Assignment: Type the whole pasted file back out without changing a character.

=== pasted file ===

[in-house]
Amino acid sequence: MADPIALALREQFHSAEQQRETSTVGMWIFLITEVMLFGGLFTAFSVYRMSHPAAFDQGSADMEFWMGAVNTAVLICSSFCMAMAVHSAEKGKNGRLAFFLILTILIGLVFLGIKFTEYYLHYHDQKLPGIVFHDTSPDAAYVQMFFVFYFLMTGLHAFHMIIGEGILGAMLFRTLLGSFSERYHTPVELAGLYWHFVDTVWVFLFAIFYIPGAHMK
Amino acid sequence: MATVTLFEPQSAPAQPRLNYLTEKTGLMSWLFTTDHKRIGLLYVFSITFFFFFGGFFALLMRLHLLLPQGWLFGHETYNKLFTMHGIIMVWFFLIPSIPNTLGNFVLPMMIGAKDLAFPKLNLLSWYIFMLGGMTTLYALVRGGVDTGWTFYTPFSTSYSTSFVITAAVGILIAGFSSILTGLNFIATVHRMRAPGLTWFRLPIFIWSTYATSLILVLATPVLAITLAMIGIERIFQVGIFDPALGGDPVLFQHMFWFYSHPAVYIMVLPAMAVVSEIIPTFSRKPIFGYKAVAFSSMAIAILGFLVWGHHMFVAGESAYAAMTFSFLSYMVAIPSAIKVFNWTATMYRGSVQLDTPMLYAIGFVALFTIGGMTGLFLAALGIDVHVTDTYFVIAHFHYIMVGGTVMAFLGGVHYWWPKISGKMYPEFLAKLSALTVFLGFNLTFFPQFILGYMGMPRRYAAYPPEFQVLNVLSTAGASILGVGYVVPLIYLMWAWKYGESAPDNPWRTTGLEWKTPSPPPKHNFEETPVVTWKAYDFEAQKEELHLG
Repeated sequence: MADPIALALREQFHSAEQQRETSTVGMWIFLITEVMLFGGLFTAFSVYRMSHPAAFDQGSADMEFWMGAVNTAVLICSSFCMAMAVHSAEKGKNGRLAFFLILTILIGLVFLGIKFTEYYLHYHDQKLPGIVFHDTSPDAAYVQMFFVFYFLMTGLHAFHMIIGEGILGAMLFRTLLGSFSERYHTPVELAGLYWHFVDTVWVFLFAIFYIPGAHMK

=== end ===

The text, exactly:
[in-house]
Amino acid sequence: MADPIALALREQFHSAEQQRETSTVGMWIFLITEVMLFGGLFTAFSVYRMSHPAAFDQGSADMEFWMGAVNTAVLICSSFCMAMAVHSAEKGKNGRLAFFLILTILIGLVFLGIKFTEYYLHYHDQKLPGIVFHDTSPDAAYVQMFFVFYFLMTGLHAFHMIIGEGILGAMLFRTLLGSFSERYHTPVELAGLYWHFVDTVWVFLFAIFYIPGAHMK
Amino acid sequence: MATVTLFEPQSAPAQPRLNYLTEKTGLMSWLFTTDHKRIGLLYVFSITFFFFFGGFFALLMRLHLLLPQGWLFGHETYNKLFTMHGIIMVWFFLIPSIPNTLGNFVLPMMIGAKDLAFPKLNLLSWYIFMLGGMTTLYALVRGGVDTGWTFYTPFSTSYSTSFVITAAVGILIAGFSSILTGLNFIATVHRMRAPGLTWFRLPIFIWSTYATSLILVLATPVLAITLAMIGIERIFQVGIFDPALGGDPVLFQHMFWFYSHPAVYIMVLPAMAVVSEIIPTFSRKPIFGYKAVAFSSMAIAILGFLVWGHHMFVAGESAYAAMTFSFLSYMVAIPSAIKVFNWTATMYRGSVQLDTPMLYAIGFVALFTIGGMTGLFLAALGIDVHVTDTYFVIAHFHYIMVGGTVMAFLGGVHYWWPKISGKMYPEFLAKLSALTVFLGFNLTFFPQFILGYMGMPRRYAAYPPEFQVLNVLSTAGASILGVGYVVPLIYLMWAWKYGESAPDNPWRTTGLEWKTPSPPPKHNFEETPVVTWKAYDFEAQKEELHLG
Repeated sequence: MADPIALALREQFHSAEQQRETSTVGMWIFLITEVMLFGGLFTAFSVYRMSHPAAFDQGSADMEFWMGAVNTAVLICSSFCMAMAVHSAEKGKNGRLAFFLILTILIGLVFLGIKFTEYYLHYHDQKLPGIVFHDTSPDAAYVQMFFVFYFLMTGLHAFHMIIGEGILGAMLFRTLLGSFSERYHTPVELAGLYWHFVDTVWVFLFAIFYIPGAHMK